As soon as the Consumer Product Safety Commission announced its drain cover recall, the barrage of calls began.
“When I arrived at the office, I already had local news agencies calling me, asking if I wanted to comment on it,” said Brian Diglio, president of Blue Wave Pool Service in Hamden, Conn. “That night, there was a report on the local news, and the next morning my commercial customers started calling in.”
Diglio is far from alone. For the past several weeks, pool service companies across the country have been receiving a high volume of questions from their commercial clients about who exactly the CPSC recall affects, what needs to be done to bring pools into compliance, and when replacement covers will be available. Many such companies have had to devote a significant number of man-hours to addressing customer concerns about the recall.
“Our industry has never really seen a recall like this, so it’s been confusing for a lot of people from day one,” said Bob Sullivan, owner of 21st Century Pools in Vestal, N.Y.
In response, Sullivan and others have made proactive communication with customers a high priority. In fact, some companies quickly developed targeted outreach plans to maintain a dialogue with their clients throughout the transition process.
“Everybody wants to know if they’re affected,” Diglio said, “so right away, we went through all our records of drains we’d retrofitted, and we put together a list of anybody who the recall would affect.” This list has allowed the staff at Blue Wave to collect and have at the ready information on how the recall affects each customer when those clients call the office.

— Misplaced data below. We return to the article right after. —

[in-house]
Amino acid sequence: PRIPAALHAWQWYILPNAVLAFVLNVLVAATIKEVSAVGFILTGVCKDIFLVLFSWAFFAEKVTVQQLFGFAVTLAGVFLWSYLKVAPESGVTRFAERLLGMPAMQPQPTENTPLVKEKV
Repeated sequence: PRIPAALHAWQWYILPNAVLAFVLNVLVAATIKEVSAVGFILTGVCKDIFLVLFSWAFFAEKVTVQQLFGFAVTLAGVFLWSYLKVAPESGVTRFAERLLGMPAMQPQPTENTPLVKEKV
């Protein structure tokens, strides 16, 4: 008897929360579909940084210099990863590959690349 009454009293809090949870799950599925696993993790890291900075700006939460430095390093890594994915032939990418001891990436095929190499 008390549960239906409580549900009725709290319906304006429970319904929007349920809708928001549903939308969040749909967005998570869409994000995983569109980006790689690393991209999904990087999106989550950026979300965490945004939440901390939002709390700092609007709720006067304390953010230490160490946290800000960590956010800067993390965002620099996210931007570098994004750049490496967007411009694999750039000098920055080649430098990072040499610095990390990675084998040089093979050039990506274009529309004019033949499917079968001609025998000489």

Diglio also directed his office staff to compile a newsletter filled with facts about the recall, and distribute it to his entire client base. “It was important to us to get some communication out to them, to inform them that we’re aware of the issue … and assure them that we’ll be sending out more information as it comes in,” he said.
For the time being, though, many servicepeople are getting the sense that their hands are tied until replacement covers become available. “The news hit the TV and the press, so customers have been calling me on it,” said Todd Shady, service manager at 21st Century Pools, “but I have to explain to them that I can’t do anything right now — there are no parts to replace the [non-compliant] covers yet.”
Some service companies have learned that certain larger commercial clients have taken matters into their own hands.
“I know that some of the major hotel chains have contracted companies to install replacement covers at their locations throughout the country,” said Douglas Dinkins, owner of Spa Inspector in Houston.
But even these differing methods of addressing the recall, it seems, speak to a goal shared by clients and servicepeople alike: To resolve this issue as efficiently as possible, and move on to new business.